Portsmouth Feb. 22, 1805.
I hope you will pardon the liberty I take in troubling you with the enclosed little pamphlet. Perhaps it may be thought an idle, vain presumption in me to expect that the Letter to a Federalist will attract the slightest attention from you. A composition, that to the writer was merely the amusement of a few leisure hours must be thought a poor & trifling object by the present President of the United States. Yet, I have so many reasons for believing that truth & sincerity may seem valuable to you, when little talents or learning are displayed, that I cannot resist sending you this work as proceeding from the heart of one that admires, & (if he may be permitted to say so) approves of your administration as much as even his Father in law Mr. Langdon & this is not saying a little. We are now commencing our electioneering campaign once more, in which, though an humble, I am an active agent. What may be its event it is impossible as yet to judge. My hopes are too warm for my opinions to be valuable. Mr. Langdon has no family connexion, but Mr. Gilman has a host of friends, some aristocrats, some moderates, & some I fear only pretended republicans so artfully contrived & so ingeniously arranged, that my fears will not cease till I know that he is at last unsuccessful. The federalists still beat us in spirit, activity & unanimity. They are all alive, but it is painful to me to be compelled to say there is too much apathy among the republicans. We appear to have in this state halted at the very threshold of the Temple of Victory. One might almost think that the republican cause had as many cold, indifferent friends, as determined enemies. The objections to your administration which I have endeavored to remove in my Letter are really those of some of the good federalists I have known. The performance has been approved in Boston where it was published. In the Chronicle it was praised I fear much beyond its merits. Of course I cannot expect that it will create in the minds of the federalists any other sentiments than of contempt or disgust. Such at least will be their expressions. To me it has been truly pleasing to find in the commendations the Letter has received from such a paper as the Chronicle a proof of my own opinions, “that the motives & tendency of the measures of your administration need only be known to be approved, & that such furious jacobins are so ready to speak well of a performance intentionally moderate, calm & delicate. Let me hope you will excuse the freedom with which I write to you. I have the honour to be with the highest consideration,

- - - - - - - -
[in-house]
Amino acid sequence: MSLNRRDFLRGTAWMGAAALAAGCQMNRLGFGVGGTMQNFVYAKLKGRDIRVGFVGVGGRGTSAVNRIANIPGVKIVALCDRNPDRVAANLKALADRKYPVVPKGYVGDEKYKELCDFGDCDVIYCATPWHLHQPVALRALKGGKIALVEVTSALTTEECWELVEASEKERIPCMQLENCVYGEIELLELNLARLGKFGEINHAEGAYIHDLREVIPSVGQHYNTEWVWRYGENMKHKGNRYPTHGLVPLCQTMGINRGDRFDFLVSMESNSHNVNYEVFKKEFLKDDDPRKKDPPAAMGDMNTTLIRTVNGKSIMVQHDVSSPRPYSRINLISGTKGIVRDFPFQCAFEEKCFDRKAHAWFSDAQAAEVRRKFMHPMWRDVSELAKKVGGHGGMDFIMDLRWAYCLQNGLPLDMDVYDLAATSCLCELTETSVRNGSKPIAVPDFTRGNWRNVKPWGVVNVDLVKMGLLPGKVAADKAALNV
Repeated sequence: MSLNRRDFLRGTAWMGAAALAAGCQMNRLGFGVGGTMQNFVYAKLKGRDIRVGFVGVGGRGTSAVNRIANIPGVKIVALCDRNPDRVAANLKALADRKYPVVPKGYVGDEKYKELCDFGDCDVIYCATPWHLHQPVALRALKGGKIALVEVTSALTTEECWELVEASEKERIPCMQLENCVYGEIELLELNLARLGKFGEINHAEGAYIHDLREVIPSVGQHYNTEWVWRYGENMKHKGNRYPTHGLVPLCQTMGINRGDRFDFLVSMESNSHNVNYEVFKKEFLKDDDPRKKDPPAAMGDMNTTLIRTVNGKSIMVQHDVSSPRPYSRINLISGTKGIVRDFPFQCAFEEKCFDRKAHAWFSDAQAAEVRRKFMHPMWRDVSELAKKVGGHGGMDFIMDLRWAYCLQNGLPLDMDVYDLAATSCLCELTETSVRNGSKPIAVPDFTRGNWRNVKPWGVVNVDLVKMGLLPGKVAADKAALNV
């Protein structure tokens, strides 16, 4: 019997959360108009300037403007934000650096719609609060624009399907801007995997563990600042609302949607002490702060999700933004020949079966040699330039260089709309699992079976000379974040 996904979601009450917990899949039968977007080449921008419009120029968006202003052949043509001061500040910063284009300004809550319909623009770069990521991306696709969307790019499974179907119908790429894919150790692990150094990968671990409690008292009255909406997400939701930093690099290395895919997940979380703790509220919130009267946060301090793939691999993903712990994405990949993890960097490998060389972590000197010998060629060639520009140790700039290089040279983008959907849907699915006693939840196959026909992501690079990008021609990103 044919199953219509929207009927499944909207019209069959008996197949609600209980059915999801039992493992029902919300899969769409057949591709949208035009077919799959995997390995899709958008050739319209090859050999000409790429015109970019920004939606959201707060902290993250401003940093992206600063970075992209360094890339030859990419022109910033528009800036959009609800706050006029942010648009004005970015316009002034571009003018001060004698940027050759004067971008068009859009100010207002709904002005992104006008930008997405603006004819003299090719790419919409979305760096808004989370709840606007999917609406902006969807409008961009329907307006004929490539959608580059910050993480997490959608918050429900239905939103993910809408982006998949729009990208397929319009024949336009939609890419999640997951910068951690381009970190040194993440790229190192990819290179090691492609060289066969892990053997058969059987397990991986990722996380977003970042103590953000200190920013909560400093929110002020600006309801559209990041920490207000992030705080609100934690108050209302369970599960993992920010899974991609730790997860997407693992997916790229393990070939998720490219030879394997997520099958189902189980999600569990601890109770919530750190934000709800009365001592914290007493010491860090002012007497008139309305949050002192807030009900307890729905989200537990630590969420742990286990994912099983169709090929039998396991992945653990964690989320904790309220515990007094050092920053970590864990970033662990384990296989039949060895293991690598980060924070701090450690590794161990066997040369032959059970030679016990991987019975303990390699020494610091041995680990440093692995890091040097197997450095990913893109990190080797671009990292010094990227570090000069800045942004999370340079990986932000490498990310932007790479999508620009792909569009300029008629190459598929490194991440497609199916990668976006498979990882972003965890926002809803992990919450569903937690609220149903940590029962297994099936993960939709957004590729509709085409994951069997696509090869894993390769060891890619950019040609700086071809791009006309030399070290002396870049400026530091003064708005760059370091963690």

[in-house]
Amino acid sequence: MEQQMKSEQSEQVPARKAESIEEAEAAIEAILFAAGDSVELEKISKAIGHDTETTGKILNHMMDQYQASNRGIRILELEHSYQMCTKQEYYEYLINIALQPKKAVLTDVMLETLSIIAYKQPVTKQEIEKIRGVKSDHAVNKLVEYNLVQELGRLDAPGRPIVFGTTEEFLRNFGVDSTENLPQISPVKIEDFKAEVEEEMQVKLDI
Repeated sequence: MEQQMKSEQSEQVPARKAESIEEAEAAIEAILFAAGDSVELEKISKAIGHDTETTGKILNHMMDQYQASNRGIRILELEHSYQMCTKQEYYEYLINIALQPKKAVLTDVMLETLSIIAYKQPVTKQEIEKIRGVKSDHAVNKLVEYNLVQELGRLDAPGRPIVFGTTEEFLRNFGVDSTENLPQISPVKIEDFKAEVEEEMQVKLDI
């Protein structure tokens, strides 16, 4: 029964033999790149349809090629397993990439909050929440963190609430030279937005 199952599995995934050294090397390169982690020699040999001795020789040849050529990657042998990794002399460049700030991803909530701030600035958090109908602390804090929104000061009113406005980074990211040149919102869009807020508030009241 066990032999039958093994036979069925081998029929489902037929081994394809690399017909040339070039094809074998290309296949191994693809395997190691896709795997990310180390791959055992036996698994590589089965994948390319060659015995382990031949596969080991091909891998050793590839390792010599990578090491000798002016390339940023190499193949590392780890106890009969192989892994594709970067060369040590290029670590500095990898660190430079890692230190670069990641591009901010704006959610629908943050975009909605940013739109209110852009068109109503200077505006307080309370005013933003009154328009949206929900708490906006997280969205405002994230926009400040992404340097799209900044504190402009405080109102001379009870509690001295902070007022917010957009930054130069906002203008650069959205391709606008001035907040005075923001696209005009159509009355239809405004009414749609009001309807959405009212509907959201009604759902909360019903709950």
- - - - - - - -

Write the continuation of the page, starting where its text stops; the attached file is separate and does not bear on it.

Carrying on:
Sir, Your most faithful, humble Servant,
DLC: Papers of Thomas Jefferson.